The National may be under the radar for many golfers, especially compared to its next door neighbor Shinnecock Hills. Heck, I admit to not knowing that much about it as recently as two years ago. In my 2009 write-up of Sand Hills, I wrote: "I want to play four golf courses before I die: Pine Valley. Cypress Point. Augusta National. Sand Hills. That's the bucket list. Sure, you could throw Shinnecock Hills, Merion, NGLA, Oakmont and Royal County Down on there, but that's just being greedy. The four are the big four. The rest are a half-notch below." But I think it's safe to say my tastes have evolved. Partly it's due to being blessed to see these world-class courses. Partly it's due to getting more and more rounds out at Ballyneal under my belt. And part of it is due to building out my golf-course architecture library and studying the art in more detail. Last summer, I bought George Bahto's book, "The Evangelist of Golf: The Story of Charles Blair MacDonald", which is probably my favorite book in my library (coincidentally, it's now out-of-print and going for $725 on Amazon. I will be auctioning off my copy on eBay and donating the proceeds to the Ben Cox marathon...see right sidebar for more details.)
Bahto's book goes into the life and work of C.B. Mac in great detail (did you know he was the first U.S. Amateur and was instrumental in the creation of the USGA? Did you know that part of the reason the USGA was formed was because C.B. successfully downplayed the validity of two previous national championships, primarily because he didn't win them?) Most of the book focuses on the history and hole-by-hole walkthrough of the National. MacDonald studied the great golf holes of the world and wanted to create an ideal golf courses that comprised these great holes as templates. He search for a suitable site for this dream course and found it in Southampton, just west of Shinnecock. The rest is history.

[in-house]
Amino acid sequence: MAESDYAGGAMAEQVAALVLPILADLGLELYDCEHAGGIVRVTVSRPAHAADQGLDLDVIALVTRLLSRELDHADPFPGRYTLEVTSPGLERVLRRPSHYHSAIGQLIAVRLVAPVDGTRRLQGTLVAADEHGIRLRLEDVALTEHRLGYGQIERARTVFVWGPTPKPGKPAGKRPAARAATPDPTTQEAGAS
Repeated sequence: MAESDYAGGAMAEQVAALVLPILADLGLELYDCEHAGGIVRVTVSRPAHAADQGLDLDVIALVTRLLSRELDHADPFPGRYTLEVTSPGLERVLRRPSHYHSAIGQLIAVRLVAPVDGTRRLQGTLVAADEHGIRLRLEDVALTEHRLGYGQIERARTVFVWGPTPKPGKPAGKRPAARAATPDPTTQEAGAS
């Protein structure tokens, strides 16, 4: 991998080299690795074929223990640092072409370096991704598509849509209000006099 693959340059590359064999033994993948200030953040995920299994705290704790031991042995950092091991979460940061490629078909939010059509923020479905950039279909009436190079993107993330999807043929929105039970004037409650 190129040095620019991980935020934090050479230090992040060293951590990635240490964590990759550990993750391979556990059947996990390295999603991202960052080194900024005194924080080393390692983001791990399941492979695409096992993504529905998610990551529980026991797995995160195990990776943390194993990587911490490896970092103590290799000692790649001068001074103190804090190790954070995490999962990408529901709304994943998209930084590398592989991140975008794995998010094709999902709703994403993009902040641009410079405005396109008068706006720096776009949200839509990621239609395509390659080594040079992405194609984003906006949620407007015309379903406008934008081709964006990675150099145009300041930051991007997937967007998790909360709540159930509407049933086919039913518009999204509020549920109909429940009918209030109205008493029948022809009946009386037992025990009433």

The ironic thing about the National is that for a course that it made up primarily by copycats of other famous golf holes, it's unlike any other golf course in the world (well, until Old MacDonald opened last summer). It reminded me of The Old Course in that it gives you the freedom and challenge of deciding among one of many different options to get to the hole. The simpleton in me describes NGLA as "The Old Course with topography". Like the Old Course, MacDonald gives you Point A and Point B and leaves it up to you to determine how to go about getting there in as few strokes as possible. I find this freedom, variety and strategic interest to be the most compelling aspects of golf-course design.
Check out the photo tour and comments below, although the photos and my words barely do the place justice. The National is truly a special, special place. CB Mac truly did build the ideal golf course.
Updated: Chance to play Merion East, Riviera, Olympic Club, Erin Hills, East Lake Golf Club and More!
Cox, a 2006 graduate of Haxtun High School, grew up about 25 miles from Ballyneal in northeast Colorado. He attended Wayland Baptist University in Texas before transferring to Texas Tech, where he was studying civil engineering at the time of the accident. Cox hopes to return to school in January 2012 to complete the last two semesters needed for his degree. He is expected to be discharged from Craig Hospital in Englewood, Colo., on June 14th and hopes to be at Ballyneal six days later to greet Colton and the other golfers as they finish their rounds.
Ben's mother, Melinda Cox, doesn't know the total amount of the medical bills resulting from Ben's care, but related that just one surgical bill was $330,000. Cox is expected to have additional medical needs moving forward.
"I get real emotional talking about the support shown by Jim Colton, Haxtun residents, Wayland Baptist, Ballyneal and others," said Melinda Cox, a teacher's aide in Haxtun who has remained with her son in Denver since the accident. "I thank God each day. It's amazing how people have rallied around us."
"I've definitely had more good days than bad," Ben said. "You've got to keep a good attitude about it. It is what it is. You can either look at it that you can't do this or that, or you can figure out what you can still do."